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Policy Enactments and Sustainability Education

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PEASE is a sub-grant of the SEPN Project


Policy Enactments and Sustainability Education (PEASE):  Examining Policy Intersections on Sustainability in Formal Education 

The Policy Enactments and Sustainability Education (PEASE) project is a collaborative research project between York University and Lakehead University, which examines policy intersections around sustainability within Canadian formal education. It proposes to use educational institutions as laboratories to study the synergies and struggle policies experience with practice, with larger socio-cultural   context, and with each other.

As the United Nations Decade of Education for Sustainable Development (UNDESD) comes to a close (2005-2014), a number of Canadian education institutions have responded to the impetus to embed sustainability into their   institutional structure by drafting policy in relation to their understanding of   sustainability. However, what remains undetermined is how or whether these policies have been implemented. Schools report what policies they have, but   what remains unclear is how policy is done, and what other factors intersect with   the implementation of sustainability policy.

The PEASE project seeks to illustrate how sustainability policy is done (or not done) within Canadian education. Through examining institutional histories, interviewing key stakeholders, utilizing network analysis, and exploring the social imaginaries of what sustainability means at an institutional and individual level, the researchers hope to shed light on the elusive policy-practice gap that has typified much of sustainability education around the globe.

PEASE is a sub-grant, funded by the SEPN project, which in turn is funded by a $1,964,996 million Partnership Grant from the Social Sciences and Humanities   Research Council of Canada. IRIS is hosting the York University component of the PEASE sub-grant, which is led by Professor Steve Alsop, Core Faculty   member. The Principal Investigator for the SEPN project is Professor Marcia McKenzie of the University of Saskatchewan.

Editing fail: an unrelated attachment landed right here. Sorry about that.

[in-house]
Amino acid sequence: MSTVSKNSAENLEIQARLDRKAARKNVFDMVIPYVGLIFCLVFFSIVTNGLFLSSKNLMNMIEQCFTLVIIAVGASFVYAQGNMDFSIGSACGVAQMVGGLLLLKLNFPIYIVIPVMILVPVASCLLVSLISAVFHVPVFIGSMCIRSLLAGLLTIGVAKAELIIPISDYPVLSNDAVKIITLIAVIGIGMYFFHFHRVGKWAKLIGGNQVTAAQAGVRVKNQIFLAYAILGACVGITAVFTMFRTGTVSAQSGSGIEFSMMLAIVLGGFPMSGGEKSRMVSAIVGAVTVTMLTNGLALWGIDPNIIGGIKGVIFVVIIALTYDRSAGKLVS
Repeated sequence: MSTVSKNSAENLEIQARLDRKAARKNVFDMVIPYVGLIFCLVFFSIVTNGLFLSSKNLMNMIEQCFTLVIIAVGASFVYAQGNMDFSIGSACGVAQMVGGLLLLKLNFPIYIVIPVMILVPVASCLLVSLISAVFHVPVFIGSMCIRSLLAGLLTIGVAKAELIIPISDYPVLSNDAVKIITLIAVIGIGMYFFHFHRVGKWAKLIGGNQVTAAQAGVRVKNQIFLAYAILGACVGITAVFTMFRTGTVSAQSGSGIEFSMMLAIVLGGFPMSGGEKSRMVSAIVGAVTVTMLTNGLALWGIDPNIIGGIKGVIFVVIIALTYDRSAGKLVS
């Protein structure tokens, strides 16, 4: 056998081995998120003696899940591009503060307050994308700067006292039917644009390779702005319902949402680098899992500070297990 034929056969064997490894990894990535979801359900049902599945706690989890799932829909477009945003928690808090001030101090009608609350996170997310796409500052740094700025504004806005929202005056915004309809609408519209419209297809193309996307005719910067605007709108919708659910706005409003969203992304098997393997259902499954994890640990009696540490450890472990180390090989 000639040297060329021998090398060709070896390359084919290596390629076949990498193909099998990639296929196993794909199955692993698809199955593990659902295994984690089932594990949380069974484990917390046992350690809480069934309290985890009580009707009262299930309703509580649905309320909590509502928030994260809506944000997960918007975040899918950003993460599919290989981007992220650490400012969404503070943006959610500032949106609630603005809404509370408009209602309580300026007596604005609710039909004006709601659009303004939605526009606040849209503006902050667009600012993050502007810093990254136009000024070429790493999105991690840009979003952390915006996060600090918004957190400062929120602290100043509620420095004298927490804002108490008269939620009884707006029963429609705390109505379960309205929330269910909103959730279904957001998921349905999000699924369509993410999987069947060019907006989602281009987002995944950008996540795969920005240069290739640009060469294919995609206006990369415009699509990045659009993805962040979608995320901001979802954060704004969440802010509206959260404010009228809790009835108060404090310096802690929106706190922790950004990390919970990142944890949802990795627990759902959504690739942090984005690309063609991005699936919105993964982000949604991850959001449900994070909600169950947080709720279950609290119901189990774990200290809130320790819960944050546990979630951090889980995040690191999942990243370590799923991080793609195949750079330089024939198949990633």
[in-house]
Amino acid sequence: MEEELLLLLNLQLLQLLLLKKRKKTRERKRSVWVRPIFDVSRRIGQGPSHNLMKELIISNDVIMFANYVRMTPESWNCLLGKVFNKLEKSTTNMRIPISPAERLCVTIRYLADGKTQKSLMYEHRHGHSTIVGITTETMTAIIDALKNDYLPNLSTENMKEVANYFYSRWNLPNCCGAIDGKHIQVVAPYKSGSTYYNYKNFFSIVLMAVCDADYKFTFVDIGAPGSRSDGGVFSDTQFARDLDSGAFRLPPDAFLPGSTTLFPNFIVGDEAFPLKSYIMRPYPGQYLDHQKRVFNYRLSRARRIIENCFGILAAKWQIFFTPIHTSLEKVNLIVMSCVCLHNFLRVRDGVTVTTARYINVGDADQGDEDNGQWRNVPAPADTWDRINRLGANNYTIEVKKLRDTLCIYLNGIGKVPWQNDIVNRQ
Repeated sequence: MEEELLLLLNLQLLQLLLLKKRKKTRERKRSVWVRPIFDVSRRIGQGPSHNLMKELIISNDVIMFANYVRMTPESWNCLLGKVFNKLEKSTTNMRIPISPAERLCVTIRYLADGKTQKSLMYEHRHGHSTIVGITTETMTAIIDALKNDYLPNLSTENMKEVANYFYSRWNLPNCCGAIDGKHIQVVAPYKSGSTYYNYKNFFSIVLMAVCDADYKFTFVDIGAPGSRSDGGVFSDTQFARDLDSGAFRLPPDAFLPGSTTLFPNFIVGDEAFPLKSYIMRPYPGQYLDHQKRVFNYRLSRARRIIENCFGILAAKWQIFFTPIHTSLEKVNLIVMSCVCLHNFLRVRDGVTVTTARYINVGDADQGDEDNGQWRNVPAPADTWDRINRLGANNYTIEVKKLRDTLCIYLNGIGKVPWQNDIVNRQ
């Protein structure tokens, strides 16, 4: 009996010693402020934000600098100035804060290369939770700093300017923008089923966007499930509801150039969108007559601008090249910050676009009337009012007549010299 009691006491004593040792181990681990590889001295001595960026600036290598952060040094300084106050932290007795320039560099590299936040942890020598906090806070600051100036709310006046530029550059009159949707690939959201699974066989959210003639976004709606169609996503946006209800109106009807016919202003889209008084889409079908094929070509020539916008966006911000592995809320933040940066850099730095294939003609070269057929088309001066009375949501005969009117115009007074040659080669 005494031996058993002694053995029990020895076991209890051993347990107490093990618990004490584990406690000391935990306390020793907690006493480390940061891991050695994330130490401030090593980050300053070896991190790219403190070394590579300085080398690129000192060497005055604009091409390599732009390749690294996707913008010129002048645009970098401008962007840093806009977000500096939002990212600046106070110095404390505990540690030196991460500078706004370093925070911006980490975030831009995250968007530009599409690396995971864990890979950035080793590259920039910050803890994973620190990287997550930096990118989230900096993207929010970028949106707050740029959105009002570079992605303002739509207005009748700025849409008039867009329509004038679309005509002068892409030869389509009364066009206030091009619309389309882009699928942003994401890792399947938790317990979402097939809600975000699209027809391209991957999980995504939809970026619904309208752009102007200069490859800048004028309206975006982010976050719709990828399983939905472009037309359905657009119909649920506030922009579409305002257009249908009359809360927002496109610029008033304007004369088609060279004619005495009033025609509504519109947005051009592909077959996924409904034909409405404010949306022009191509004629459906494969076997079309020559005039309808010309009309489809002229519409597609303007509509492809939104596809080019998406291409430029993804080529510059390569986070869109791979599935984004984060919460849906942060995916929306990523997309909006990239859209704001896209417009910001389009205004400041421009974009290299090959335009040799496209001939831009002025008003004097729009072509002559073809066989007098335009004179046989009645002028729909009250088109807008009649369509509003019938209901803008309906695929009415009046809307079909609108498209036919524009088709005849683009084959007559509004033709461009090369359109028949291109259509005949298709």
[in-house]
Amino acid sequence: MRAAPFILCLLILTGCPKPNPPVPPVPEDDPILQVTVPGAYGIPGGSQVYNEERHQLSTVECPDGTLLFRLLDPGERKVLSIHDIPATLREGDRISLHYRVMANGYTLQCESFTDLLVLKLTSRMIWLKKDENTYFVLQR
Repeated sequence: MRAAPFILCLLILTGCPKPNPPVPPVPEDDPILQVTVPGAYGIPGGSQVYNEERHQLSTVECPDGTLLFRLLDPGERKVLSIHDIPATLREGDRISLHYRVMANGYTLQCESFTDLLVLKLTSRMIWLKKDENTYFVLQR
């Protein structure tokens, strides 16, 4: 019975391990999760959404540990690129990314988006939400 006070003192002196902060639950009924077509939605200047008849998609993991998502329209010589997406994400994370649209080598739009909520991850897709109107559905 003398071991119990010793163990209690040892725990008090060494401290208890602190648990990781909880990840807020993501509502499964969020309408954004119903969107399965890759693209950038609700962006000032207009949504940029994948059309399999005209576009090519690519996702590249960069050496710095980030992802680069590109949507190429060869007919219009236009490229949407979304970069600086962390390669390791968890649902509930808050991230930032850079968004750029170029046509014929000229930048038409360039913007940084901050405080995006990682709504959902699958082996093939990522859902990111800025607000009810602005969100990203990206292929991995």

Other IRIS Core Faculty members on the grant include Leesa Fawcett, Timothy Leduc, and L. Anders Sandberg.

In 2013-2014 PEASE had four Graduate Assistants associated with the project: Masters students Christopher Bentley, Hannah Glow, Sinead Rafferty, as well as PhD student Ana Martinez. Ms. Glow, and Ms. Rafferty Master’s theses were nominated for the Outstanding Paper Series by the faculty.

View the PEASE Website.

About SEPN


Funding Source: Social Science and Humanities Research Council (SSHRC) Partnership Grant
Principle Investigator:
Dr. Marcia Mckenzie, University of Saskatchewan
York University Co-applicant: Steve Alsop
York University Collaborators: Don Dippo, Leesa Fawcett, Anders Sandberg and Timothy Leduc

The Sustainability and Education Policy Network (SEPN) is a research-based partnership between academic research institutions and national/international organizations, supported by a 2 million dollar SSHRC Partnership Grant (2012-2019) and led by the University of Saskatchewan (PI, Dr. Marcia McKenzie). The York component is led by IRIS' Core Faculty member Steve Alsop, from the Faculty of Education, and also includes York Faculty members Don Dippo, Leesa Fawcett, Anders Sandberg and Timothy Leduc.

McKenzie leads the seven-year, $3-million initiative called the Sustainability and Education Policy Network (SEPN) which is exploring new models to improve how environmental sustainability is taught and practiced in schools, universities, and other educational institutions. The initiative will create positions for 10 Masters students, 10 PhD students, and three postdoctoral fellows. Seven of these positions will be at the U of S, with the others at partner institutions.

“Climate change, new environmental technologies, energy and water sustainability are not solely technical issues – they are also cultural and political challenges. To respond to these challenges, we need integrated solutions that depend on a citizenry that is both informed and motivated,” said McKenzie.

SEPN plans to develop a set of best practices and policies to engage decision-makers in furthering environmental sustainability efforts across the country through education.

Researchers will analyze existing policy from provincial ministries of education, federal First Nations’ school administration, and post-secondary institutions. They will also conduct community-based site analyses to see how sustainability policies are experienced in the classroom, in how organizations conduct their operations, and by the broader community.

For more information on the project as it develops, visit

View the press release: